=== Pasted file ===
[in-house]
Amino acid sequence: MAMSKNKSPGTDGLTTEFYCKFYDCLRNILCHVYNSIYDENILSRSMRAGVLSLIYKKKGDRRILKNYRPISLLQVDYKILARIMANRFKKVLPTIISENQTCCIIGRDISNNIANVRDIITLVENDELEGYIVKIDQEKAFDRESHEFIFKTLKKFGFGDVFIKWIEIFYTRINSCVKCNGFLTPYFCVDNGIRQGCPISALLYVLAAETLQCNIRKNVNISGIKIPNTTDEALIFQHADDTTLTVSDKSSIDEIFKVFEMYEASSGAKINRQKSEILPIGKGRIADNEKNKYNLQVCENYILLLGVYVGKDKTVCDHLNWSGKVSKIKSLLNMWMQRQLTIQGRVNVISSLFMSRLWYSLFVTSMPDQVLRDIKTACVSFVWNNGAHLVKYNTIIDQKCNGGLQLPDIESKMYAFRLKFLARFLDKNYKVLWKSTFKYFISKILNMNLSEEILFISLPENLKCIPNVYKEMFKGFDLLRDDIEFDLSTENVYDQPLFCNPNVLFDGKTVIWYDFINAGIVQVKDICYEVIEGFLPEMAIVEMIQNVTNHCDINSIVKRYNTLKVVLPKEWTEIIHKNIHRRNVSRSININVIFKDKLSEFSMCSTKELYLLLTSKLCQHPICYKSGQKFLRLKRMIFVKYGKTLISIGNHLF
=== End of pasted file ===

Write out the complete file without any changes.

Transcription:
[in-house]
Amino acid sequence: MAMSKNKSPGTDGLTTEFYCKFYDCLRNILCHVYNSIYDENILSRSMRAGVLSLIYKKKGDRRILKNYRPISLLQVDYKILARIMANRFKKVLPTIISENQTCCIIGRDISNNIANVRDIITLVENDELEGYIVKIDQEKAFDRESHEFIFKTLKKFGFGDVFIKWIEIFYTRINSCVKCNGFLTPYFCVDNGIRQGCPISALLYVLAAETLQCNIRKNVNISGIKIPNTTDEALIFQHADDTTLTVSDKSSIDEIFKVFEMYEASSGAKINRQKSEILPIGKGRIADNEKNKYNLQVCENYILLLGVYVGKDKTVCDHLNWSGKVSKIKSLLNMWMQRQLTIQGRVNVISSLFMSRLWYSLFVTSMPDQVLRDIKTACVSFVWNNGAHLVKYNTIIDQKCNGGLQLPDIESKMYAFRLKFLARFLDKNYKVLWKSTFKYFISKILNMNLSEEILFISLPENLKCIPNVYKEMFKGFDLLRDDIEFDLSTENVYDQPLFCNPNVLFDGKTVIWYDFINAGIVQVKDICYEVIEGFLPEMAIVEMIQNVTNHCDINSIVKRYNTLKVVLPKEWTEIIHKNIHRRNVSRSININVIFKDKLSEFSMCSTKELYLLLTSKLCQHPICYKSGQKFLRLKRMIFVKYGKTLISIGNHLF